Tuula Juvonen + Pia Livia Hekanaho

Leaving a Glorious Future Behind? - Queer in the Finnish Academia

The present article discusses the history, current situation and the future of queer studies in Finland. We begin by tracing its path of institutionalisation from the early lesbian and gay studies to queer studies, hereby establishing an archive of the intertwinedness of women’s and queer studies in Finland. The thrust of this text is our growing concern regarding the present hostile atmosphere towards these disciplines both in the fields of research and teaching, and the possible effects thereof on their joint future.

Back in the 1990s, those scholars whose work was informed by lesbian, gay and queer studies were still able to receive public funding for their PhD theses. However, in recent years the funding bodies in Finland have grown more cautious and traditional in their decisions and prefer to fund larger projects representing “the traditional core” of respective mother disciplines only. This change has proven to be most problematic for individual queer scholars in their post-doctoral phase.

At the moment, not only we, the writers of this piece, find ourselves perplexed while witnessing the openly antifeminist and homophobic tenets in the popular media in this country. As studying these disciplines is made to appear less profitable and attractive, the current hostility might even make it more difficult to offer courses related to women’s and queer studies. If this leads to declining numbers of students, it could again be used as an argument for reducing and suppressing various women’s studies centres. This has become a genuine threat, since the Finnish university landscape is currently in the rapid process of profound restructuring.

From Lesbian and Gay to Queer Studies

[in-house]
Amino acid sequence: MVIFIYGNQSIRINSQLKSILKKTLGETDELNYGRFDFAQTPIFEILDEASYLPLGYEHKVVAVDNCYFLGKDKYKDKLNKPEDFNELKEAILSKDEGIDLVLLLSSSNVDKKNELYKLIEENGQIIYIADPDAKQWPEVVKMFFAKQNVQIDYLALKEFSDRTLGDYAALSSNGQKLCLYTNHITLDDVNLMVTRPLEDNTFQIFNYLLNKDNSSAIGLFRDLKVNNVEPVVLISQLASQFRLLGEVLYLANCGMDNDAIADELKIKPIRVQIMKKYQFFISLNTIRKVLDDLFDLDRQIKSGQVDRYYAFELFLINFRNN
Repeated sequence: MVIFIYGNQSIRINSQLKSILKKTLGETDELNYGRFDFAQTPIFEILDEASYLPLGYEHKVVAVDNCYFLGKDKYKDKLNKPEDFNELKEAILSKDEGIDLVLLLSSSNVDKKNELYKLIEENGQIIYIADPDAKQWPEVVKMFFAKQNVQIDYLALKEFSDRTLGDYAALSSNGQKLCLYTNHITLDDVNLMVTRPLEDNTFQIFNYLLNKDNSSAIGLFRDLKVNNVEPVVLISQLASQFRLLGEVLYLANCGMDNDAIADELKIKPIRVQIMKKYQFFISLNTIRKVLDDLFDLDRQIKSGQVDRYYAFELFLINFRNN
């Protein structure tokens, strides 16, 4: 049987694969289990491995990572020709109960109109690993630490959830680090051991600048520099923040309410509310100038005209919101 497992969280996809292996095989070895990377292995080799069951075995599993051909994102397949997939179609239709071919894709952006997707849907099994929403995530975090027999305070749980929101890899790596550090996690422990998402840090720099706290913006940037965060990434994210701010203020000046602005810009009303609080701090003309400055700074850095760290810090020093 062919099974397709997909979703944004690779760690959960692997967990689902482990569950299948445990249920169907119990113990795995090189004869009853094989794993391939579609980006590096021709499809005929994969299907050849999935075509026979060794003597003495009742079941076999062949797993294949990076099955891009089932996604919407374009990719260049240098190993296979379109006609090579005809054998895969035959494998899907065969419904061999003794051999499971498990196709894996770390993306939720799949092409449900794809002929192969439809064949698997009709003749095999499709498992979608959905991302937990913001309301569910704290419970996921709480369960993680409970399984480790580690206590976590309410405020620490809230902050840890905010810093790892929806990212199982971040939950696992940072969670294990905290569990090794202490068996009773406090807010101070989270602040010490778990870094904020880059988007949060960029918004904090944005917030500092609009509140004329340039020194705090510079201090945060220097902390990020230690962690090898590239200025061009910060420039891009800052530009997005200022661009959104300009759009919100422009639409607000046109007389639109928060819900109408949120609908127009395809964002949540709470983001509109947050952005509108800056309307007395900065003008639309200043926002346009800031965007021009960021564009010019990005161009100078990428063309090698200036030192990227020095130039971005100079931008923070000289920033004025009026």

The establishment of institutional structures for Queer Studies began in Finland in the late 1980s and early 1990s with the initiation of Gay and Lesbian Studies. Since the publication of Rakkauden monet kasvot [The many faces of love], the first scholarly anthology on the lives of lesbians and gays in 1984, there had been various attempts to establish collaboration among Finnish lesbian and gay scholars. An informal sexuality studies working group existed in Finland between 1987 and 1989, and in 1988 the student union of the University of Turku organised an international conference titled Visions of humanity – Changing conceptions of gender, with a spin-off anthology What’s that got to do with my gender? coming out in 1989. The first published monograph in lesbian studies was Ritva Hapuli’s Naisia rakastavat naiset [Women loving women] in 1989 which was based on her MA thesis. However, only the continuous activities of the national Lesbian Studies Network (LSN), founded in 1990 by Tuula Juvonen, gained momentum and proved to be long-lived enough to create a sufficiently large group of students and scholars to maintain some enduring academic presence and structures.